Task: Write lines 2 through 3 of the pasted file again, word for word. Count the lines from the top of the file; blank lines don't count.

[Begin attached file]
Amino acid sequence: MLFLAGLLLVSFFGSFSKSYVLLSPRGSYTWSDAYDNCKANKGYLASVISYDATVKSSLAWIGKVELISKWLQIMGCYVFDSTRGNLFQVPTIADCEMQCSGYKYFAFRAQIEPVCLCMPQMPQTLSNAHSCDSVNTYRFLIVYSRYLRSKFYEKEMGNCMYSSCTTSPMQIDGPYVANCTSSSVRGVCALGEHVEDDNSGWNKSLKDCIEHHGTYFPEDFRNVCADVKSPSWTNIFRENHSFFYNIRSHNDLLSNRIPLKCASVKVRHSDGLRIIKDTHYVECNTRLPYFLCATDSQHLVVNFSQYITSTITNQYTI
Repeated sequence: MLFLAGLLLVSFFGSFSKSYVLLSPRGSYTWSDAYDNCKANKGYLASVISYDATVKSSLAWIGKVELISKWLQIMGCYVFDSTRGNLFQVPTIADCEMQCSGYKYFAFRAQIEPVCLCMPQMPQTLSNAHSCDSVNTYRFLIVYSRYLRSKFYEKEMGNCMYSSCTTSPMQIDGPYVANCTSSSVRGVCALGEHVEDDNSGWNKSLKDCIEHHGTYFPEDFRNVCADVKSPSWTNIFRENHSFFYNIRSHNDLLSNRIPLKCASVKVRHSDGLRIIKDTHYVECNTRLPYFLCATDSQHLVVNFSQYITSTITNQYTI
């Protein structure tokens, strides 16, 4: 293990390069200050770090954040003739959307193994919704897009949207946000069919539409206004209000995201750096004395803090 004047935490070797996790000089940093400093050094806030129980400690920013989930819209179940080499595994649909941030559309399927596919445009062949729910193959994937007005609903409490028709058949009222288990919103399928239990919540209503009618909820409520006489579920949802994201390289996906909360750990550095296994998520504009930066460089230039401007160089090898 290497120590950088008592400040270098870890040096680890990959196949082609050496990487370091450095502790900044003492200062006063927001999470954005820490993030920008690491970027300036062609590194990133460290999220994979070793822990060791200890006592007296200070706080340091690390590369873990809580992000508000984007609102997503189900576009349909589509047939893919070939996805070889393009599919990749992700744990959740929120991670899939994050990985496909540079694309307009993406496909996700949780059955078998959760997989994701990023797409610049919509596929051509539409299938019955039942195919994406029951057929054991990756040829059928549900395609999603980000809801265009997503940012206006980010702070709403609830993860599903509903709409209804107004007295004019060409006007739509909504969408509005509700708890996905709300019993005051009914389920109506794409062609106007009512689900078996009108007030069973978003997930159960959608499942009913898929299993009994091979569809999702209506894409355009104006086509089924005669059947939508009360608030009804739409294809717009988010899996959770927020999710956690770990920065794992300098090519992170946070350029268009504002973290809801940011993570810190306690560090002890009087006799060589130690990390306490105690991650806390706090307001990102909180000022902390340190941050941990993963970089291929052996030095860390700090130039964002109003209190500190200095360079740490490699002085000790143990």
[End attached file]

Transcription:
Repeated sequence: MLFLAGLLLVSFFGSFSKSYVLLSPRGSYTWSDAYDNCKANKGYLASVISYDATVKSSLAWIGKVELISKWLQIMGCYVFDSTRGNLFQVPTIADCEMQCSGYKYFAFRAQIEPVCLCMPQMPQTLSNAHSCDSVNTYRFLIVYSRYLRSKFYEKEMGNCMYSSCTTSPMQIDGPYVANCTSSSVRGVCALGEHVEDDNSGWNKSLKDCIEHHGTYFPEDFRNVCADVKSPSWTNIFRENHSFFYNIRSHNDLLSNRIPLKCASVKVRHSDGLRIIKDTHYVECNTRLPYFLCATDSQHLVVNFSQYITSTITNQYTI
């Protein structure tokens, strides 16, 4: 293990390069200050770090954040003739959307193994919704897009949207946000069919539409206004209000995201750096004395803090 004047935490070797996790000089940093400093050094806030129980400690920013989930819209179940080499595994649909941030559309399927596919445009062949729910193959994937007005609903409490028709058949009222288990919103399928239990919540209503009618909820409520006489579920949802994201390289996906909360750990550095296994998520504009930066460089230039401007160089090898 290497120590950088008592400040270098870890040096680890990959196949082609050496990487370091450095502790900044003492200062006063927001999470954005820490993030920008690491970027300036062609590194990133460290999220994979070793822990060791200890006592007296200070706080340091690390590369873990809580992000508000984007609102997503189900576009349909589509047939893919070939996805070889393009599919990749992700744990959740929120991670899939994050990985496909540079694309307009993406496909996700949780059955078998959760997989994701990023797409610049919509596929051509539409299938019955039942195919994406029951057929054991990756040829059928549900395609999603980000809801265009997503940012206006980010702070709403609830993860599903509903709409209804107004007295004019060409006007739509909504969408509005509700708890996905709300019993005051009914389920109506794409062609106007009512689900078996009108007030069973978003997930159960959608499942009913898929299993009994091979569809999702209506894409355009104006086509089924005669059947939508009360608030009804739409294809717009988010899996959770927020999710956690770990920065794992300098090519992170946070350029268009504002973290809801940011993570810190306690560090002890009087006799060589130690990390306490105690991650806390706090307001990102909180000022902390340190941050941990993963970089291929052996030095860390700090130039964002109003209190500190200095360079740490490699002085000790143990």